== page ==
If you are in need of a wire or cable assembly that is custom made for your specific requirements, there are a number of options to consider. On the surface it's pretty simple - You have a wire, and then something on the ends of the wire (or not). But there are tons of options to customize and get it just right for what you need.
From electrical design to maintenance, engineers must determine what electrical clips (also called alligator or crocodile clips) are best suited for their project.
These clips can range from small to large, be made of a wide range of materials, come in various jaw types, handle wide ranges of electrical current and can be certified for safety by being UL-listed.
With such a wide range of options, there are many factors to come into play when selecting clips
When trying to determine the cause of problems encountered with electrostatic painting, it can be confusing. The problem is often solved by updating the grounding process, however this simple solution is often overlooked.
Topics: Plastic Painting, Painting Plastics, Paint Line Grounding, Electrostatic Painting,, Grounding Metal, Static Electricity Grounding, Grounding Wires, Grounding, Grounding Plastic, Painting metal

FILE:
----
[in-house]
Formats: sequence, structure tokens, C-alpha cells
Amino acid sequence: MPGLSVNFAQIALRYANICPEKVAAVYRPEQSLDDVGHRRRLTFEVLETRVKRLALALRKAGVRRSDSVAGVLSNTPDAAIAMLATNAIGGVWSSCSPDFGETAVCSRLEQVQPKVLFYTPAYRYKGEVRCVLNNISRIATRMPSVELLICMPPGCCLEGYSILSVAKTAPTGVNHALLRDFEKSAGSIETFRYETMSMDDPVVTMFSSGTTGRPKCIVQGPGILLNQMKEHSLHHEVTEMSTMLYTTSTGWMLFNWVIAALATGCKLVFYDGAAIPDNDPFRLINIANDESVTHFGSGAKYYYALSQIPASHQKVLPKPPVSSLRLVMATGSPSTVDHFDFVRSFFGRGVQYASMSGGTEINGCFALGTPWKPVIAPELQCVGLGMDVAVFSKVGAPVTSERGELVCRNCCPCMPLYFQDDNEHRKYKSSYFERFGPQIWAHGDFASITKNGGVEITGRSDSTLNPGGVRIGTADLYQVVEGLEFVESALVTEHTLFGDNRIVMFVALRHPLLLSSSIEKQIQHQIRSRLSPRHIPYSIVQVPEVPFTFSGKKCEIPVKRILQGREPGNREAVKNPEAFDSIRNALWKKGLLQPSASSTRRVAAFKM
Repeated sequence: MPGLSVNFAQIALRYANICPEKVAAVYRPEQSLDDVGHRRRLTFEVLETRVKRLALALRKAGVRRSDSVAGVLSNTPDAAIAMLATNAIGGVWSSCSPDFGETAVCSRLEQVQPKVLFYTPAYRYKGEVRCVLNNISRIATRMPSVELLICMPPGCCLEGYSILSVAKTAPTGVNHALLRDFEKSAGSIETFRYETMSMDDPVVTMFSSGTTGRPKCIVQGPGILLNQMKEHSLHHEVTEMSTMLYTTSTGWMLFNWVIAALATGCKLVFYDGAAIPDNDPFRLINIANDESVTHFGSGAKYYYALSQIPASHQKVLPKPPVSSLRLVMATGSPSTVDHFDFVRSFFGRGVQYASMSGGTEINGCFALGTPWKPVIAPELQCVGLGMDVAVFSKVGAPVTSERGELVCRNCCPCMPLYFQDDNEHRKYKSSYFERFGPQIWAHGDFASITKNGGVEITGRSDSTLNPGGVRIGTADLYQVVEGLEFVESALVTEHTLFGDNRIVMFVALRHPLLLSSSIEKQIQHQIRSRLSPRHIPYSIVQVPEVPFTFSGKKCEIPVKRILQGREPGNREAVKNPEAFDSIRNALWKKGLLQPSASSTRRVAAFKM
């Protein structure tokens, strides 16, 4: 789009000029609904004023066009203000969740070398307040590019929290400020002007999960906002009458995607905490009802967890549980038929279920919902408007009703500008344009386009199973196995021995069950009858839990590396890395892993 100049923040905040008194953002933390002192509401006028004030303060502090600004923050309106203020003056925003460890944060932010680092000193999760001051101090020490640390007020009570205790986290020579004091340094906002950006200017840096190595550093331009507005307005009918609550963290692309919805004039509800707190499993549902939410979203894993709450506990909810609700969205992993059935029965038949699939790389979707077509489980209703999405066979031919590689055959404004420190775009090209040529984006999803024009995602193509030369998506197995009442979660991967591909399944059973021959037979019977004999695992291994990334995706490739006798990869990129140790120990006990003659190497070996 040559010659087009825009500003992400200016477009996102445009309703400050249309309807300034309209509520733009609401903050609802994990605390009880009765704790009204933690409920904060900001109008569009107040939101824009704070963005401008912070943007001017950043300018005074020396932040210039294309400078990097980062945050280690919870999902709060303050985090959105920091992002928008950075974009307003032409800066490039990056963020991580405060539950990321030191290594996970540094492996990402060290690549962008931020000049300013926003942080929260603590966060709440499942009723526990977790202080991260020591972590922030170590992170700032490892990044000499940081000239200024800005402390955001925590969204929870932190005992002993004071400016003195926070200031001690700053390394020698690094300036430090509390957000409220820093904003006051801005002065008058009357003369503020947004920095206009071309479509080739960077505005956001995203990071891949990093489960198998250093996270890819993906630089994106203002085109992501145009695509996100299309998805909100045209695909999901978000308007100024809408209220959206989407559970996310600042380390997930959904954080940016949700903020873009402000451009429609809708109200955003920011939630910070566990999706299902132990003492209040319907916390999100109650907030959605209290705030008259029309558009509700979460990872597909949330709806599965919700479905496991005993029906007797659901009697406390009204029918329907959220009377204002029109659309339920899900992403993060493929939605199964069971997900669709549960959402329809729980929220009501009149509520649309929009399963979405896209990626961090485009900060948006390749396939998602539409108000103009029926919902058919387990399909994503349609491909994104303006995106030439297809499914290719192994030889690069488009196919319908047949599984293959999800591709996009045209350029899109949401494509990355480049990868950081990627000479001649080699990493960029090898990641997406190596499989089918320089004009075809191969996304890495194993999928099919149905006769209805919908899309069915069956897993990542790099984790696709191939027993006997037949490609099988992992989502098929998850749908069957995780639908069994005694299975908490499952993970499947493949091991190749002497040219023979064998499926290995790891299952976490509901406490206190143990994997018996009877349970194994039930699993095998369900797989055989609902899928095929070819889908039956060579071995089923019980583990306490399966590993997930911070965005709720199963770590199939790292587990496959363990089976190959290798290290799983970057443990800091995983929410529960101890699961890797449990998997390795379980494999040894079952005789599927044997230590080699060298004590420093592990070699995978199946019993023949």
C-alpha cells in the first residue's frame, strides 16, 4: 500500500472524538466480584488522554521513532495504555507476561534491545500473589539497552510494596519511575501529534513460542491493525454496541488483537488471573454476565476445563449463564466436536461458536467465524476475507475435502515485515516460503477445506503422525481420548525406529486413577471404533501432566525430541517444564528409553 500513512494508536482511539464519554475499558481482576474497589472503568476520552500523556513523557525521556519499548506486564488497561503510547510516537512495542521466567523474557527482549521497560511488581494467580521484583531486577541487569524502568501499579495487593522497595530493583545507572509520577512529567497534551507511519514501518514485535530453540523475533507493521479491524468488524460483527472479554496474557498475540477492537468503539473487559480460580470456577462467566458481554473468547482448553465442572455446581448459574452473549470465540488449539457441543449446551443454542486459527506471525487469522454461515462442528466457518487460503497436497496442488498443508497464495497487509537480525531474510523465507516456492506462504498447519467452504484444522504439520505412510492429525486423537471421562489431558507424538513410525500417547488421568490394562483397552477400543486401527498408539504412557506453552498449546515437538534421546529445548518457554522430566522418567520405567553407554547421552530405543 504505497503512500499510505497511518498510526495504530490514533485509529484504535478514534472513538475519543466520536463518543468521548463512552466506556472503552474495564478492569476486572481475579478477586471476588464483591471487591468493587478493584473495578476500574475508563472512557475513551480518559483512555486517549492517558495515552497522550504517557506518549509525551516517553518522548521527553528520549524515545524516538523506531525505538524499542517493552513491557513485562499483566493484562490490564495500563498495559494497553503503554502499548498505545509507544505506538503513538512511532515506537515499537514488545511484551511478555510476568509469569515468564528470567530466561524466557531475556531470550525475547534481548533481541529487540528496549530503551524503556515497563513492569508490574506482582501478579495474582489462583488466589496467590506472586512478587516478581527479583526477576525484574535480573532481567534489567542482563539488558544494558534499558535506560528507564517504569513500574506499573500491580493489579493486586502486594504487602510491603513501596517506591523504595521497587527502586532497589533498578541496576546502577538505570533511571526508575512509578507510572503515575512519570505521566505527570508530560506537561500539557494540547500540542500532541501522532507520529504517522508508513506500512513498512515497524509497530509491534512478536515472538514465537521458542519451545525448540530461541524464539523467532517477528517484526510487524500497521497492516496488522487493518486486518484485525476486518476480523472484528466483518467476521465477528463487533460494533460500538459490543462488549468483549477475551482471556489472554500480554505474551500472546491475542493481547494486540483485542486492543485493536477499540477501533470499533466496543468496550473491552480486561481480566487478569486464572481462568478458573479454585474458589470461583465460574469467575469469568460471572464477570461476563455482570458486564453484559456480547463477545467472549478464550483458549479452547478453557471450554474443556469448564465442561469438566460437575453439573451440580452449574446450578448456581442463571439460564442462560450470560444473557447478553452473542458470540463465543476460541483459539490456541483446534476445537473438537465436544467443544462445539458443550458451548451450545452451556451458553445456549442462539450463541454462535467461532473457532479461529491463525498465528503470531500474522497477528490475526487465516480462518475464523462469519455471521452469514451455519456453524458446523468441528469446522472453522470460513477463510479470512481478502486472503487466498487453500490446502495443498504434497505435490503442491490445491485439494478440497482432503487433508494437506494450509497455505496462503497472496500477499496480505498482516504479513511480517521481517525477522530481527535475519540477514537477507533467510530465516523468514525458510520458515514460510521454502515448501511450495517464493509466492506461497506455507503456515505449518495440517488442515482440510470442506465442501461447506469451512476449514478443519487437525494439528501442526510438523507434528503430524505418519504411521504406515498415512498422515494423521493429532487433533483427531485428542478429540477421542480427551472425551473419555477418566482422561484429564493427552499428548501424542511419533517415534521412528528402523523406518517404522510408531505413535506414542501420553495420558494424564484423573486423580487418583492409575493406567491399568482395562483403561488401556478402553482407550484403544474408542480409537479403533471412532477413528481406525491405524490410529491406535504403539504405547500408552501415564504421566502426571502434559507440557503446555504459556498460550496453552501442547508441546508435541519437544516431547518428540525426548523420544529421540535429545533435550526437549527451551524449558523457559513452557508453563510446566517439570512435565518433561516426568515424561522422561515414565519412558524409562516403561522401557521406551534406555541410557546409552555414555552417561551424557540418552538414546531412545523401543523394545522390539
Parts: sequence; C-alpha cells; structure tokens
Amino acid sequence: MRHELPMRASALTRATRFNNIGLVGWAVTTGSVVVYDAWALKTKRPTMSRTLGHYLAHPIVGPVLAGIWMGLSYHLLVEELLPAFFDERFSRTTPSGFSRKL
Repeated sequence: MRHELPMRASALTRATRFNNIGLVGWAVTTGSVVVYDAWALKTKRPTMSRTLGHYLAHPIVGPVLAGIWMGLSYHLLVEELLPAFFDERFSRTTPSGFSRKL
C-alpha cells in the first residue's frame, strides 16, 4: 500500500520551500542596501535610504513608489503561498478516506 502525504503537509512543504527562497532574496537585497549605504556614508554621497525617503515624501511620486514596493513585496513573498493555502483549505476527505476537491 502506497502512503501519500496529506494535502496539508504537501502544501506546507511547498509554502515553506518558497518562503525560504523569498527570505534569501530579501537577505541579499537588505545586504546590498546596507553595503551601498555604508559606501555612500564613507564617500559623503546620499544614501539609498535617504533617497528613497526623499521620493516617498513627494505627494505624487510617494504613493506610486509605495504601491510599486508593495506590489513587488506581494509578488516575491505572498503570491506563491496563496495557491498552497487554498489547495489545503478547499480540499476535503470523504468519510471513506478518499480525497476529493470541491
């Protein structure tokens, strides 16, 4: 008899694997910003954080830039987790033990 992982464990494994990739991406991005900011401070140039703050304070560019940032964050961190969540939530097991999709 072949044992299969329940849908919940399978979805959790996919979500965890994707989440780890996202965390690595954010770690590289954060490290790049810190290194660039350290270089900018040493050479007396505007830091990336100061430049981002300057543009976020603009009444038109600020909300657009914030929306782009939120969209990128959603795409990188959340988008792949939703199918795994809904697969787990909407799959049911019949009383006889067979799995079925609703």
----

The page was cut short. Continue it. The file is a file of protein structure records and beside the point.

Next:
Static electricity is all around us in everyday life and generally refers to an imbalance between positive and negative charges in objects. Most people have experienced it in some form or another whether it be with their laundry being particularly “clingy,” making a balloon stick to a wall after rubbing it on your clothes, or when walking around wearing socks on a carpet and getting a small shock when touching another object or person.
Topics: Electrostatic Painting,, Grounding Metal, Static Electricity Grounding, Grounding Wires, Grounding, Grounding Plastic, Grounding Clamp, Static Electricity, Static Control, Static Electricity Industrial
Every electrostatic paint line requires grounding. As each substrate enters the paint booth the question is always, "Is it grounded?" At this point you have cleaned the carrier, connected grounding straps (if necessary), and may have even coated the substrate with conductive material so you've done your job and your paint line will produce great results. Or will it? How do you know whether or not your paint line is providing a solid ground? How do you know it is really, safe to paint?